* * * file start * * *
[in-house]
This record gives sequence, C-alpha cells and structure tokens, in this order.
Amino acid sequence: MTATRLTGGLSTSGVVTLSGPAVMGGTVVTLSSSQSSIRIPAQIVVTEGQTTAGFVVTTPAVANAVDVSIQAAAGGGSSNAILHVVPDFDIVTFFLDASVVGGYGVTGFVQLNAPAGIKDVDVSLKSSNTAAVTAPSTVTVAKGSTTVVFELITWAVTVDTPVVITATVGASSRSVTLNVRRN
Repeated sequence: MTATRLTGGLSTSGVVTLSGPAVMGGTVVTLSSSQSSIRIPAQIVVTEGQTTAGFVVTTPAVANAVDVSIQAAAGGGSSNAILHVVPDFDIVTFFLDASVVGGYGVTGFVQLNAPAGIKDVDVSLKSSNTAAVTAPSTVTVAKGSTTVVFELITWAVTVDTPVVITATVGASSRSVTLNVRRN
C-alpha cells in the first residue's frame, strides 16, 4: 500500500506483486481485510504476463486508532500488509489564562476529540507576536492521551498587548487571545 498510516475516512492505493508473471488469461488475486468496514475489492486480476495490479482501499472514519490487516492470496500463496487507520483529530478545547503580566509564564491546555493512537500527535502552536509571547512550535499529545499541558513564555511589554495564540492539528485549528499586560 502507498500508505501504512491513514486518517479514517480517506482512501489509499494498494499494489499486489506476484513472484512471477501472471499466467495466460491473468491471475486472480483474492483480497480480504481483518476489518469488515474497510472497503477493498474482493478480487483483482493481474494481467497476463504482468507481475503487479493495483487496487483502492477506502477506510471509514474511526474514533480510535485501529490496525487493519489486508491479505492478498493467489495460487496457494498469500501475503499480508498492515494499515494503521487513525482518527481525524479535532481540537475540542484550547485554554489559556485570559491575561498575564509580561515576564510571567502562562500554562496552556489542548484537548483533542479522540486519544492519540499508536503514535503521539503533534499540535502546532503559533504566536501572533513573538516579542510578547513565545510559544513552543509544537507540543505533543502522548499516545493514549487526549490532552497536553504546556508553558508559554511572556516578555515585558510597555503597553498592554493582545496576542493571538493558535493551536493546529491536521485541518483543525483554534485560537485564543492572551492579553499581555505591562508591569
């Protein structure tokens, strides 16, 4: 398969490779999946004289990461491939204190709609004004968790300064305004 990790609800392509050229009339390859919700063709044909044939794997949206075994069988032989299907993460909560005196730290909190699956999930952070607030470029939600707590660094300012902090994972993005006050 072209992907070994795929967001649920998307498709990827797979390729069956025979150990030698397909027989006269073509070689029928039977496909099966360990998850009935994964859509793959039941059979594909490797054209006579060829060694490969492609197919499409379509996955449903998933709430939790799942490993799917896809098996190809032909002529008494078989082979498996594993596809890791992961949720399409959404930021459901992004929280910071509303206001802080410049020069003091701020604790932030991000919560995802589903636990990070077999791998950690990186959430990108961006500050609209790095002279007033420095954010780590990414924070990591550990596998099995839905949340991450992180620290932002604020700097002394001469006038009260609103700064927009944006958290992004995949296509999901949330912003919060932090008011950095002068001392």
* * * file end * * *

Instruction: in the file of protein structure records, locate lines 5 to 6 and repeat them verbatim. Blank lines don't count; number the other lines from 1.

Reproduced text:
C-alpha cells in the first residue's frame, strides 16, 4: 500500500506483486481485510504476463486508532500488509489564562476529540507576536492521551498587548487571545 498510516475516512492505493508473471488469461488475486468496514475489492486480476495490479482501499472514519490487516492470496500463496487507520483529530478545547503580566509564564491546555493512537500527535502552536509571547512550535499529545499541558513564555511589554495564540492539528485549528499586560 502507498500508505501504512491513514486518517479514517480517506482512501489509499494498494499494489499486489506476484513472484512471477501472471499466467495466460491473468491471475486472480483474492483480497480480504481483518476489518469488515474497510472497503477493498474482493478480487483483482493481474494481467497476463504482468507481475503487479493495483487496487483502492477506502477506510471509514474511526474514533480510535485501529490496525487493519489486508491479505492478498493467489495460487496457494498469500501475503499480508498492515494499515494503521487513525482518527481525524479535532481540537475540542484550547485554554489559556485570559491575561498575564509580561515576564510571567502562562500554562496552556489542548484537548483533542479522540486519544492519540499508536503514535503521539503533534499540535502546532503559533504566536501572533513573538516579542510578547513565545510559544513552543509544537507540543505533543502522548499516545493514549487526549490532552497536553504546556508553558508559554511572556516578555515585558510597555503597553498592554493582545496576542493571538493558535493551536493546529491536521485541518483543525483554534485560537485564543492572551492579553499581555505591562508591569
């Protein structure tokens, strides 16, 4: 398969490779999946004289990461491939204190709609004004968790300064305004 990790609800392509050229009339390859919700063709044909044939794997949206075994069988032989299907993460909560005196730290909190699956999930952070607030470029939600707590660094300012902090994972993005006050 072209992907070994795929967001649920998307498709990827797979390729069956025979150990030698397909027989006269073509070689029928039977496909099966360990998850009935994964859509793959039941059979594909490797054209006579060829060694490969492609197919499409379509996955449903998933709430939790799942490993799917896809098996190809032909002529008494078989082979498996594993596809890791992961949720399409959404930021459901992004929280910071509303206001802080410049020069003091701020604790932030991000919560995802589903636990990070077999791998950690990186959430990108961006500050609209790095002279007033420095954010780590990414924070990591550990596998099995839905949340991450992180620290932002604020700097002394001469006038009260609103700064927009944006958290992004995949296509999901949330912003919060932090008011950095002068001392």